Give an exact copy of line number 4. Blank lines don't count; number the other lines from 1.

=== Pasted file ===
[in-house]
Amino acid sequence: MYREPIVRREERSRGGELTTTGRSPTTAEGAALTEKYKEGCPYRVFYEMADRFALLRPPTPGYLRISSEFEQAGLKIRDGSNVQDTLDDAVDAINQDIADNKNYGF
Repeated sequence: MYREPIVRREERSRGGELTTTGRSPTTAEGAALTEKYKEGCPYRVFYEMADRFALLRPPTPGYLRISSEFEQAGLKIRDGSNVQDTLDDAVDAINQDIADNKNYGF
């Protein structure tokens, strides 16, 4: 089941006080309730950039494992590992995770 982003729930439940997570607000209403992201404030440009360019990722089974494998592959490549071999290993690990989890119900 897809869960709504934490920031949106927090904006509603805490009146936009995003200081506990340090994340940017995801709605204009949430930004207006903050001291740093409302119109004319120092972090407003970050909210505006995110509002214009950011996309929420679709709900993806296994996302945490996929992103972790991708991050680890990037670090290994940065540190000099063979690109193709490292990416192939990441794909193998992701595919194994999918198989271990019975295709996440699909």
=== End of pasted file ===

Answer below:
């Protein structure tokens, strides 16, 4: 089941006080309730950039494992590992995770 982003729930439940997570607000209403992201404030440009360019990722089974494998592959490549071999290993690990989890119900 897809869960709504934490920031949106927090904006509603805490009146936009995003200081506990340090994340940017995801709605204009949430930004207006903050001291740093409302119109004319120092972090407003970050909210505006995110509002214009950011996309929420679709709900993806296994996302945490996929992103972790991708991050680890990037670090290994940065540190000099063979690109193709490292990416192939990441794909193998992701595919194994999918198989271990019975295709996440699909």